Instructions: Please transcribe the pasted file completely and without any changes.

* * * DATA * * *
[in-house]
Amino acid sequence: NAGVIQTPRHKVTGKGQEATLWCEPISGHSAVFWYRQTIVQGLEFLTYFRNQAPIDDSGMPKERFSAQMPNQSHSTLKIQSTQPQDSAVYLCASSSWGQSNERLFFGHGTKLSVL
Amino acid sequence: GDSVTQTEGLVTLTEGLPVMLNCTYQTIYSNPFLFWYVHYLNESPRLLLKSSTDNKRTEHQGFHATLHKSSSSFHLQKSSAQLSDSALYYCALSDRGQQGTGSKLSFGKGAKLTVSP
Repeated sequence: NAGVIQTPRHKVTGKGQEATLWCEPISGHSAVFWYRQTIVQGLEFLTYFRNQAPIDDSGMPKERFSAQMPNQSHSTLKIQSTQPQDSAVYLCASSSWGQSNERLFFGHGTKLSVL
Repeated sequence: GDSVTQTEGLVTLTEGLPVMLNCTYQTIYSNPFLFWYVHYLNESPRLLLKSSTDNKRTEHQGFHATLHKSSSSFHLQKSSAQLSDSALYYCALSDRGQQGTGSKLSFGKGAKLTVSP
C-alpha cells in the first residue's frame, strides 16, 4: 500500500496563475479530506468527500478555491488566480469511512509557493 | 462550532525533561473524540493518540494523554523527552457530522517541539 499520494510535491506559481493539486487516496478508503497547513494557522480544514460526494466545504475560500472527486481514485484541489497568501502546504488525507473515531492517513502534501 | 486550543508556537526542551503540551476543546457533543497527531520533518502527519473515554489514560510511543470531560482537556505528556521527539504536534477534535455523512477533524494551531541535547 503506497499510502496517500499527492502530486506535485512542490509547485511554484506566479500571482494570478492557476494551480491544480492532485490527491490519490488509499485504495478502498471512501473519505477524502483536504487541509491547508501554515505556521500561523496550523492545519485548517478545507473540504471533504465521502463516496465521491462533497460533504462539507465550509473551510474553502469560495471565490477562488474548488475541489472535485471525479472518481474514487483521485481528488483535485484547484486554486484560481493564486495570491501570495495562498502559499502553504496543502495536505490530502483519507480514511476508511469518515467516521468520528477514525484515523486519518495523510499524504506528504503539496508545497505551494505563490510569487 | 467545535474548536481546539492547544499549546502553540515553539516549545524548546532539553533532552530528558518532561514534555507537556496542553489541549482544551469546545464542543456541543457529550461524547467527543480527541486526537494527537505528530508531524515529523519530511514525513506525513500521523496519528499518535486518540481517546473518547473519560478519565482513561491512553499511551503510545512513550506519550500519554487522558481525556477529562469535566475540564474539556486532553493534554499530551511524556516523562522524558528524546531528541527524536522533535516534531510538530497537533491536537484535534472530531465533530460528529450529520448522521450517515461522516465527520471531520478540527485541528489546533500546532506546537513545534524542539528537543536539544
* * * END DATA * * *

[in-house]
Amino acid sequence: NAGVIQTPRHKVTGKGQEATLWCEPISGHSAVFWYRQTIVQGLEFLTYFRNQAPIDDSGMPKERFSAQMPNQSHSTLKIQSTQPQDSAVYLCASSSWGQSNERLFFGHGTKLSVL
Amino acid sequence: GDSVTQTEGLVTLTEGLPVMLNCTYQTIYSNPFLFWYVHYLNESPRLLLKSSTDNKRTEHQGFHATLHKSSSSFHLQKSSAQLSDSALYYCALSDRGQQGTGSKLSFGKGAKLTVSP
Repeated sequence: NAGVIQTPRHKVTGKGQEATLWCEPISGHSAVFWYRQTIVQGLEFLTYFRNQAPIDDSGMPKERFSAQMPNQSHSTLKIQSTQPQDSAVYLCASSSWGQSNERLFFGHGTKLSVL
Repeated sequence: GDSVTQTEGLVTLTEGLPVMLNCTYQTIYSNPFLFWYVHYLNESPRLLLKSSTDNKRTEHQGFHATLHKSSSSFHLQKSSAQLSDSALYYCALSDRGQQGTGSKLSFGKGAKLTVSP
C-alpha cells in the first residue's frame, strides 16, 4: 500500500496563475479530506468527500478555491488566480469511512509557493 | 462550532525533561473524540493518540494523554523527552457530522517541539 499520494510535491506559481493539486487516496478508503497547513494557522480544514460526494466545504475560500472527486481514485484541489497568501502546504488525507473515531492517513502534501 | 486550543508556537526542551503540551476543546457533543497527531520533518502527519473515554489514560510511543470531560482537556505528556521527539504536534477534535455523512477533524494551531541535547 503506497499510502496517500499527492502530486506535485512542490509547485511554484506566479500571482494570478492557476494551480491544480492532485490527491490519490488509499485504495478502498471512501473519505477524502483536504487541509491547508501554515505556521500561523496550523492545519485548517478545507473540504471533504465521502463516496465521491462533497460533504462539507465550509473551510474553502469560495471565490477562488474548488475541489472535485471525479472518481474514487483521485481528488483535485484547484486554486484560481493564486495570491501570495495562498502559499502553504496543502495536505490530502483519507480514511476508511469518515467516521468520528477514525484515523486519518495523510499524504506528504503539496508545497505551494505563490510569487 | 467545535474548536481546539492547544499549546502553540515553539516549545524548546532539553533532552530528558518532561514534555507537556496542553489541549482544551469546545464542543456541543457529550461524547467527543480527541486526537494527537505528530508531524515529523519530511514525513506525513500521523496519528499518535486518540481517546473518547473519560478519565482513561491512553499511551503510545512513550506519550500519554487522558481525556477529562469535566475540564474539556486532553493534554499530551511524556516523562522524558528524546531528541527524536522533535516534531510538530497537533491536537484535534472530531465533530460528529450529520448522521450517515461522516465527520471531520478540527485541528489546533500546532506546537513545534524542539528537543536539544